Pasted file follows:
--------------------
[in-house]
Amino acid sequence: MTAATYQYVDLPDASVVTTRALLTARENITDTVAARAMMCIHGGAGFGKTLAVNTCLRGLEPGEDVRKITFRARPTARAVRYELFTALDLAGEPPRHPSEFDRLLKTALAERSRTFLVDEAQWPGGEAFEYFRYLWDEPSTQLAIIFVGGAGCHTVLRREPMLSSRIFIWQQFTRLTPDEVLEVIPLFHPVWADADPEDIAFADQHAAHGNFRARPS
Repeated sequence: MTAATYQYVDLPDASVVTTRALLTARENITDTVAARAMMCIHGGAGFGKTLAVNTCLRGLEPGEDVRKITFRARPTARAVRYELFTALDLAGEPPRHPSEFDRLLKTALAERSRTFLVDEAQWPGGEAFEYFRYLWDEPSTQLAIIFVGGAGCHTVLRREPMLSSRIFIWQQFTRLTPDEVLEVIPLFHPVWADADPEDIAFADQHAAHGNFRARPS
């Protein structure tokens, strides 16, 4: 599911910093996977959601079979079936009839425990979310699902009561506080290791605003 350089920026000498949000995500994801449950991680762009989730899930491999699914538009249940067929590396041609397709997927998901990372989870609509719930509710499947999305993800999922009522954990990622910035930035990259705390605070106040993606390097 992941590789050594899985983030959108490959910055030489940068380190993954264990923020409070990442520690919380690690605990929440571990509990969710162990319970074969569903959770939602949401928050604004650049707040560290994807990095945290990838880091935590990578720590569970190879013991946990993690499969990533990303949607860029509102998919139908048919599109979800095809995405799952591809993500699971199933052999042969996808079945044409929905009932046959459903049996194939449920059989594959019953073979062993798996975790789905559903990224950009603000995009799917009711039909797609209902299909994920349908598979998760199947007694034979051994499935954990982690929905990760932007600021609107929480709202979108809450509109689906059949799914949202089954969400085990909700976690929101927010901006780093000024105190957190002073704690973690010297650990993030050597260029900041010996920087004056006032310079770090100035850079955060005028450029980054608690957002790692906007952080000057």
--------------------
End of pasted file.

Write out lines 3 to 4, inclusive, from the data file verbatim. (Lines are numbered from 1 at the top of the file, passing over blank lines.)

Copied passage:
Repeated sequence: MTAATYQYVDLPDASVVTTRALLTARENITDTVAARAMMCIHGGAGFGKTLAVNTCLRGLEPGEDVRKITFRARPTARAVRYELFTALDLAGEPPRHPSEFDRLLKTALAERSRTFLVDEAQWPGGEAFEYFRYLWDEPSTQLAIIFVGGAGCHTVLRREPMLSSRIFIWQQFTRLTPDEVLEVIPLFHPVWADADPEDIAFADQHAAHGNFRARPS
């Protein structure tokens, strides 16, 4: 599911910093996977959601079979079936009839425990979310699902009561506080290791605003 350089920026000498949000995500994801449950991680762009989730899930491999699914538009249940067929590396041609397709997927998901990372989870609509719930509710499947999305993800999922009522954990990622910035930035990259705390605070106040993606390097 992941590789050594899985983030959108490959910055030489940068380190993954264990923020409070990442520690919380690690605990929440571990509990969710162990319970074969569903959770939602949401928050604004650049707040560290994807990095945290990838880091935590990578720590569970190879013991946990993690499969990533990303949607860029509102998919139908048919599109979800095809995405799952591809993500699971199933052999042969996808079945044409929905009932046959459903049996194939449920059989594959019953073979062993798996975790789905559903990224950009603000995009799917009711039909797609209902299909994920349908598979998760199947007694034979051994499935954990982690929905990760932007600021609107929480709202979108809450509109689906059949799914949202089954969400085990909700976690929101927010901006780093000024105190957190002073704690973690010297650990993030050597260029900041010996920087004056006032310079770090100035850079955060005028450029980054608690957002790692906007952080000057």